“How so?” a short man with a heavy black beard said. “What can any of us do?

“I think Ms. Mansfield can explain it better than I can.”

Gemma gave Oscar a quick nod, and began speaking: “I’ve spoken with many of you about the problems you’ve been facing since you awoke. Trouble reading. Problems concentrating. Trouble comprehending things you feel you should understand.”

Heads in the crowd bobbed in agreement.

Gemma continued. “Is there anyone here who has not experienced cognitive difficulties since waking? If so, please raise your hand.”

Simone looked first to the left and then to the right. She saw no raised hands. She swallowed hard. She had been plagued by strange headaches herself every time she tried to read, to the point where she had all but given up on the activity. She had thought it was just her.

Gemma gave the room time to process the news.

“So, what do we do now?” Simone blurted, surprising herself. “Does it really matter that we can’t read? Doesn’t an AI usually pilot the ship anyway? Why don’t we just activate the backup system once Oscar gets the power on, and have the ship take us home?”

“I’ll take this one,” Oscar said, sharing a knowing glance with Gemma. “The AI is no longer functional. We’ve already checked. And no, I don’t believe we can fix it. What I’m proposing is old fashioned navigation. No AI. No help from the outside.”

“But none of us can read the repair manuals.”

“Right,” Oscar said. “But none of us can understand the manuals.”

“So, how are you going to do this, then?” Simone asked steering the conversation back to Oscar’s initial proposal.

“I’m glad you asked. I want to start with the computers not connected to the AI. I have a good idea which ones we should check first. There are ways to troubleshoot them, even without documentation.” He eyed the crowd. “What I don’t have is enough hours in the day to do it all myself. I can provide the direction, but I need some of you to help me do the real work.”

“I’m in,” the bearded man said.

“Me too,” said another.

“Excellent,” Oscar replied, rubbing his hands together in anticipation. Soon, he had more help than jobs to hand out.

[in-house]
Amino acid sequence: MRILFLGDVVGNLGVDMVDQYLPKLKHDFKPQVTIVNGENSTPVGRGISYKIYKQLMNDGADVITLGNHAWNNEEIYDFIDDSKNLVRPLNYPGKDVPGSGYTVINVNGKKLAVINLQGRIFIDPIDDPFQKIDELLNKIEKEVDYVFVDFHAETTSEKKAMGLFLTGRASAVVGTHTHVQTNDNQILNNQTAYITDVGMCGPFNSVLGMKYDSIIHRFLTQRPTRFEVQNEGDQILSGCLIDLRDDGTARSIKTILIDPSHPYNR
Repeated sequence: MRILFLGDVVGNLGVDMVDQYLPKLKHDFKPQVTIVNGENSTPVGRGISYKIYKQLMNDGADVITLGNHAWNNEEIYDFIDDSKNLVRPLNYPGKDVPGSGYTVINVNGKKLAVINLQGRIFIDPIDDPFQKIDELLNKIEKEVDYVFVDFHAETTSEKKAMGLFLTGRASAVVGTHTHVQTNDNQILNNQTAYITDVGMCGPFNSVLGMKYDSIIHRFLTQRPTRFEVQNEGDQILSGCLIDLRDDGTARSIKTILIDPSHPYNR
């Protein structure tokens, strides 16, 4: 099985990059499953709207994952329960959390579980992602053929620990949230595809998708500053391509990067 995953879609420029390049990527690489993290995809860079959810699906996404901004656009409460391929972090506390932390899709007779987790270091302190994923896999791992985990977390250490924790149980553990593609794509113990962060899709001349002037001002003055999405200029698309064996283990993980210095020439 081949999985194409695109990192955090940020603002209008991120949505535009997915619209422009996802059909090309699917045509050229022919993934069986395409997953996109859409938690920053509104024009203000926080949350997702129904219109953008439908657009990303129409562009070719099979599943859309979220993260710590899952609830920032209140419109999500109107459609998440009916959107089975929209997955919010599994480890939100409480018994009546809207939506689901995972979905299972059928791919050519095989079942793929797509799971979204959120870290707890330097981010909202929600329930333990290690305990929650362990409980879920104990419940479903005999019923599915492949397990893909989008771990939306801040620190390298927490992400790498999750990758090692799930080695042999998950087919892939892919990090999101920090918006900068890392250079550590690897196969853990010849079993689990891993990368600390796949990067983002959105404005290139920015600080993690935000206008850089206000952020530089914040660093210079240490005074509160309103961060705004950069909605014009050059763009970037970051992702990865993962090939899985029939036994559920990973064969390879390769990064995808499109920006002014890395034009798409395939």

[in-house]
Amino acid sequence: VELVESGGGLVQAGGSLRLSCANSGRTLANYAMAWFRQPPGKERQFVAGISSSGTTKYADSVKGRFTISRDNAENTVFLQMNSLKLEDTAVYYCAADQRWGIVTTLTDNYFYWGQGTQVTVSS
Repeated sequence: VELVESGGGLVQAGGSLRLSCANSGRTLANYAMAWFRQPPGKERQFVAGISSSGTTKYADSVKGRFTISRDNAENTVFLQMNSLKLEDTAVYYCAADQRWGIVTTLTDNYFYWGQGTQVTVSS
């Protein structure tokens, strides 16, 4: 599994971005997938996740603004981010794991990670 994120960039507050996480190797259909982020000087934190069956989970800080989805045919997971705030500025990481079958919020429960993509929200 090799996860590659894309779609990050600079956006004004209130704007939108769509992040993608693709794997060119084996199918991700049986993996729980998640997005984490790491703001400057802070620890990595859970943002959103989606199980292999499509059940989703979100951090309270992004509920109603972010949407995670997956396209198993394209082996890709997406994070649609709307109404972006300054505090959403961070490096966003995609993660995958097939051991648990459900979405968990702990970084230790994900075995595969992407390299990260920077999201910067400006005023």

Simone remained silent throughout. Although she wanted to contribute, she didn’t want to do anything that would draw her focus away from Chloe. And besides, who had made this guy their leader? Who was he, anyway?

The room buzzed with a shared sense of purpose as people broke into groups directed by Oscar and began discussing their assignments. Somehow, Simone lamented, in the span of minutes, he had assumed complete control.

She had heard enough. She turned for the door, but didn’t make it a step before the pressure of a hand on her shoulder made her stop short.

“I’m sorry,” Oscar said, yanking his hand away as Simone spun to face him. “I was hoping to speak with you in private before you left.” He motioned for Simone to step away from the crowd, into an alcove where it would presumably be quieter. He nodded in the direction of Gemma, who was speaking to one of the first men to volunteer. “Nurse Mansfield tells me your sister is very ill.” His brow furrowed with what Simone could only interpret as genuine concern.

She tried to capture Gemma’s attention with a quick glance, but the woman didn’t notice her. It rankled her but it didn’t surprise her that Gemma and Oscar had spoken about Chloe without involving her. “Yes. She is,” she said reluctantly. “Although it seems she’s been doing a little better the past day or two.” The lie was out of her mouth before she could stop it.

Oscar cocked his head. “That’s wonderful news! I’m so happy to hear that!” His features softened. “I’m going to be very busy working on the ship. I was wondering if you would be able to assist with my wife, Marie? She’s not doing nearly as well as your sister, and she needs more than I can offer at the moment. Please understand I’m not asking for any special treatment. Nothing you wouldn’t do for your own sister.

The question caught Simone off guard. “I—uh—”

“I was thinking maybe we could even move all the sick people to one location to make it easier for you and Ms. Mansfield.”

“Move them where?” Simone asked. She hated being trapped in Chloe’s state room.

Oscar shrugged. “The infirmary has several rooms for the sickest of patients. Plus, there are empty staterooms nearby, for the others.”

Simone thought about it for a second. While she didn’t relish the idea of serving as a nurse for some stranger, it would at least keep her busy. And besides, Oscar was right. She was doing most of the same work already.

“How many others are you talking about?”

“Three, I believe.”

Simone considered his proposal for a moment. “Sure,” she said. “I’m in.”

Oscar put his hands together at his chest again, and this time he bowed his head, Buddhist-style, and said a few words to himself. When he was done, he extended his right palm. “Thank you.”

Simone shook his hand, and immediately wondered if she had made the right choice.